The difference between getting sober and living sober

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Getting sober is hard work: it takes self-awareness, courage, willpower and a strong support system. Succeeding at getting sober is an amazing achievement, but you might not realize that living sober is just as big an achievement, and is just as much work. Knowing the key differences between getting sober and living sober can help your recovery really stick long-term.

1. Getting sober is about emotion; staying sober is about calm

Beating addiction involves a lot of emotion. There’s learning to recognize the emotions that lead you to seek out alcohol or drugs, there’s identifying negative emotion that makes bad choices seem like good ones, and there’s the roller-coaster of emotion you experience when your body learns to live without something it thought it needed to survive. You still have to be aware of your negative emotions to live sober after recovery, but you also have to find a sense of inner calm that will help you put your negative emotions in perspective, and realize that they are not worth a relapse.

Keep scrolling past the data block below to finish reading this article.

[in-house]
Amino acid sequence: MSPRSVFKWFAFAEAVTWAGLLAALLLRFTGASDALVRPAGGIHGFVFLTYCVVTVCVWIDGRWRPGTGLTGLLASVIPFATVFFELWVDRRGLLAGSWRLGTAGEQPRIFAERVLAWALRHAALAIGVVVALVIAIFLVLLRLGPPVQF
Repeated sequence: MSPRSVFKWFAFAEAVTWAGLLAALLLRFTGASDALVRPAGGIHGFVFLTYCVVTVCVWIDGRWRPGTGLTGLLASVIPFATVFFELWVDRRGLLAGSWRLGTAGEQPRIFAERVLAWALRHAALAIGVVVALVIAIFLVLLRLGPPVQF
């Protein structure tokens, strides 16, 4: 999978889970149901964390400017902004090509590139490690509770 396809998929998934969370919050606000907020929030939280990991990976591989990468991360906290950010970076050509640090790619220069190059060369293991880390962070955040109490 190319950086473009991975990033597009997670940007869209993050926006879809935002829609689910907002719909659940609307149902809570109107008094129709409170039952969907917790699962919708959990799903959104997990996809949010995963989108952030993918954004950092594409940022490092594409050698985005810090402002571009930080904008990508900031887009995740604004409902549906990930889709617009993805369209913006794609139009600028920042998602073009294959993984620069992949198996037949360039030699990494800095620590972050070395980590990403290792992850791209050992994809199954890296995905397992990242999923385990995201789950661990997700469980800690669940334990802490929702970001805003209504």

2. Getting sober is about cutting things out; staying sober is about finding new things

Recovering from addiction takes more than just a resolution not to drink. You might have to stop seeing friends with unhealthy drinking habits, stop going to social events that involve alcohol, and even cut out favorite foods because you’re too used to pairing them with a drink. Once you start living sober, however, you begin finding new things to replace what you’ve had to cut out. You make new friends who support your sobriety, you replace boozy evenings out with an exercise routine, and the meals you no longer enjoy get replaced by tasty gourmet food you’d never tried before.

3. Getting sober is about the moment; staying sober is about the future

When you first start to get sober, you have to take things one day at a time. Thinking beyond the next time you resist the temptation to drink is exhausting and can hamper your recovery, so you take your recovery step by step until you find a new, sober equilibrium. Once you’re past the hardest part of your recovery, however, living sober becomes about enjoying all the possibilities of a life without alcohol. Once you start planning a whole future without alcohol, complete with travel, friends, work and play, you’ve gone beyond addiction recovery to real sober living.

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